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A Conversation with Dr. William D. Adams, Chairman of the National Endowment for the Humanities

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Aired on Wednesday, October 21st.

Our guest on ST is Dr. William D. Adams, who became the 10th Chairman of the National Endowment for the Humanities (NEH) last year. The NEH -- along with the National Endowment for the Arts -- is now marking its 50th anniversary, and thus Dr. Adams is making appearances all over the nation to celebrate the NEH's accomplishments while also explaining its goals, purposes, and various initiatives. Indeed, he's now here in Tulsa as part of the 2015 Oklahoma Arts Conference (which is happening through Thursday the 22nd). Dr. Adams was president of Colby College (in Maine) from 2000 until his retirement in 2014; he's also been on the faculty at Stanford, and has enjoyed a long and varied career in higher education. (He started his in work in academia as a philosophy professor.) Dr. Adams says that a nationwide -- and federally supported -- commitment to the humanities is as important now as ever, and that this importance stems from the fact that embracing the humanities both sustains our citizenship and makes it possible in the first place. Also on today's show, commentator Janet Pearson is wondering about how and why seasonal change always affects us as human beings.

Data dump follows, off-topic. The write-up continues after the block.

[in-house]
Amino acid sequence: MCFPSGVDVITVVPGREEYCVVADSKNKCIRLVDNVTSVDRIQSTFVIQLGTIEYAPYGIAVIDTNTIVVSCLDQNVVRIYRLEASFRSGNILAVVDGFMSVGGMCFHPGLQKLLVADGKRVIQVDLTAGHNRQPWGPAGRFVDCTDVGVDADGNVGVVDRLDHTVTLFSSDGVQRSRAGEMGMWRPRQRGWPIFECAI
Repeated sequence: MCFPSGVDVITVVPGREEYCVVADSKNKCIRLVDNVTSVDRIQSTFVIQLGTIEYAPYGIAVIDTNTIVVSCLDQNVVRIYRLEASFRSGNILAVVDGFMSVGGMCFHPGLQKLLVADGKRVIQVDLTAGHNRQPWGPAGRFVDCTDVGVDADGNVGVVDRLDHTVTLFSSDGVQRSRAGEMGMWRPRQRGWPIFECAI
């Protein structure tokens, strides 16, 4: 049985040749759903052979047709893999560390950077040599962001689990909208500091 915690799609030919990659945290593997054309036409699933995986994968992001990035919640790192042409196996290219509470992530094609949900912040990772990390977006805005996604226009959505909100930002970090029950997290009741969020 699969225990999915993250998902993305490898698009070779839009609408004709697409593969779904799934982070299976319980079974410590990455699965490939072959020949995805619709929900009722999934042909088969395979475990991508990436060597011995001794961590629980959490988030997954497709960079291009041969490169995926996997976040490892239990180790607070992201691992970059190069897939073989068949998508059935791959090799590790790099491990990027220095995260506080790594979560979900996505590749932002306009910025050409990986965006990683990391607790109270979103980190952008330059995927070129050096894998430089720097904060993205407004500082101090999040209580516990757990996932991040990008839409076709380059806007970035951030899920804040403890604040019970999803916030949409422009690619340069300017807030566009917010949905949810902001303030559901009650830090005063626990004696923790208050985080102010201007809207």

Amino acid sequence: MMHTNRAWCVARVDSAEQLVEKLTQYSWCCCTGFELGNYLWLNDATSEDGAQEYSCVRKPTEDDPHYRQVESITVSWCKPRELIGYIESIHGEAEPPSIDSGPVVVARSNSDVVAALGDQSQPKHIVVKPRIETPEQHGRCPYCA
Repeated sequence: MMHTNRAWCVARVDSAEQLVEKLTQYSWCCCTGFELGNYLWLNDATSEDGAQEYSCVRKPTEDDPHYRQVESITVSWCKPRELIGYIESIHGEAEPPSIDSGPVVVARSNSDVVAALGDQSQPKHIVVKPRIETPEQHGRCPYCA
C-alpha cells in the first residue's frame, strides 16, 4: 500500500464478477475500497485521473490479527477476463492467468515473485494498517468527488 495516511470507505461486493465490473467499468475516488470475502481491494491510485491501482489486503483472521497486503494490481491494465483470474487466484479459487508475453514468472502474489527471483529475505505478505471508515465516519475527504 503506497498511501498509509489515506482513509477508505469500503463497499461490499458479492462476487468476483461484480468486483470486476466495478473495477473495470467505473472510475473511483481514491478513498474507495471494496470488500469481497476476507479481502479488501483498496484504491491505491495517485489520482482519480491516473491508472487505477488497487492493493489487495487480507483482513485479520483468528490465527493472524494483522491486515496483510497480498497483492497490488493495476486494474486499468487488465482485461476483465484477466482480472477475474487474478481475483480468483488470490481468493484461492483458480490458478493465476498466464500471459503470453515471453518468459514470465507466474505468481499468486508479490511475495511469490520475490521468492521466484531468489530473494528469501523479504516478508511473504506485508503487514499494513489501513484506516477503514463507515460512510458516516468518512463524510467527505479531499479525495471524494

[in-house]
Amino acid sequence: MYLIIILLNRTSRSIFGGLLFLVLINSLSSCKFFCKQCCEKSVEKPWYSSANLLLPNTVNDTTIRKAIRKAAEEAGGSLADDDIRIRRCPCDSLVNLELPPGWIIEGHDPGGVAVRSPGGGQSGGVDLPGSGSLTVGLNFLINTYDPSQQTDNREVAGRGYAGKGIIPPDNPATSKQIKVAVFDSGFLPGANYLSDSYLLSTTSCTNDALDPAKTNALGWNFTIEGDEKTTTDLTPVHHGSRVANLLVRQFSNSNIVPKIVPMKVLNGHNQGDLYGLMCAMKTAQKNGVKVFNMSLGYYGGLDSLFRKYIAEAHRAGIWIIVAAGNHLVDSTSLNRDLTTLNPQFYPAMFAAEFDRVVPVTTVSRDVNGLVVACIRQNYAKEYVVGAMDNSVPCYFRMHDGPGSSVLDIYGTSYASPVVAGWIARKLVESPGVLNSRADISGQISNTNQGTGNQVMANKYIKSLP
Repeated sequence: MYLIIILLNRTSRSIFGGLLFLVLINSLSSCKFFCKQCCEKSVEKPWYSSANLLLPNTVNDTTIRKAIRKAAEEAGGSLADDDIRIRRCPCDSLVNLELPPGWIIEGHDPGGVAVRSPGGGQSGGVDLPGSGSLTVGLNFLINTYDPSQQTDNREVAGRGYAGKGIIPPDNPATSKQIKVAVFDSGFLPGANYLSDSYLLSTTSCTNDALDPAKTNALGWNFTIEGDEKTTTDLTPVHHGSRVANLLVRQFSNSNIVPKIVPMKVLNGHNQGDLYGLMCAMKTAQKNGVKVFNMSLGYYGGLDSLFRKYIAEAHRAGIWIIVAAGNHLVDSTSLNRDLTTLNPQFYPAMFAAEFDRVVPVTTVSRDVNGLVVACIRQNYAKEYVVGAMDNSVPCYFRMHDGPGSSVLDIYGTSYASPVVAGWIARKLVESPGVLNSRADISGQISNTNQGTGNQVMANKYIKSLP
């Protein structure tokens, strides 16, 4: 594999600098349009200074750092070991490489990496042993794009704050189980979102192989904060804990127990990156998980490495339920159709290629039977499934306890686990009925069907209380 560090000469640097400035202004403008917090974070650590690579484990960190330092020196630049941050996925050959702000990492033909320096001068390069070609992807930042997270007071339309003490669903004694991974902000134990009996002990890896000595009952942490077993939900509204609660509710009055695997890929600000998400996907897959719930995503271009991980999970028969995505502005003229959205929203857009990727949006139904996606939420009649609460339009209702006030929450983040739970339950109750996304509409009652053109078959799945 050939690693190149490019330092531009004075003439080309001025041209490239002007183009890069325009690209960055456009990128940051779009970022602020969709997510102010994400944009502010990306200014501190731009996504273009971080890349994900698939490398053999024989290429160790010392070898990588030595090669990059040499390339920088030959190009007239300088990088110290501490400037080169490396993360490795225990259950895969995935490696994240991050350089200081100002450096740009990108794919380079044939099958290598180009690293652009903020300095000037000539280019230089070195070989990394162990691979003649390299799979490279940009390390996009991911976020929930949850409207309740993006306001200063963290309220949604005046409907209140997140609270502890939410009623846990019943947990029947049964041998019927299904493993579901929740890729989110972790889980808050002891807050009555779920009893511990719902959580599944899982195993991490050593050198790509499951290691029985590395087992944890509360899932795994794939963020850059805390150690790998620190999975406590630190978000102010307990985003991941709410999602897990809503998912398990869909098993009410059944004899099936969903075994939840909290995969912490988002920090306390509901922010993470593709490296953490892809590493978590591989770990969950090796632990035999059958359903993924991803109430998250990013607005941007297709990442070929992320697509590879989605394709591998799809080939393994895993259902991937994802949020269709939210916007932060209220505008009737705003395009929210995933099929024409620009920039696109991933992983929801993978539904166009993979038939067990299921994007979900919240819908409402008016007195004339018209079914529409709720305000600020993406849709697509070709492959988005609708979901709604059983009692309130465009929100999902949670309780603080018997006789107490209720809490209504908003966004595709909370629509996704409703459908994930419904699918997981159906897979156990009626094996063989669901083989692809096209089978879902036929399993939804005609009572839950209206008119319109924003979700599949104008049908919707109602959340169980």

Rich Fisher passed through KWGS about thirty years ago, and just never left. Today, he is the general manager of Public Radio Tulsa, and the host of KWGS’s public affairs program, StudioTulsa, which celebrated its twentieth anniversary in August 2012 . As host of StudioTulsa, Rich has conducted roughly four thousand long-form interviews with local, national, and international figures in the arts, humanities, sciences, and government. Very few interviews have gone smoothly. Despite this, he has been honored for his work by several organizations including the Governor's Arts Award for Media by the State Arts Council, a Harwelden Award from the Arts & Humanities Council of Tulsa, and was named one of the “99 Great Things About Oklahoma” in 2000 by Oklahoma Today magazine.
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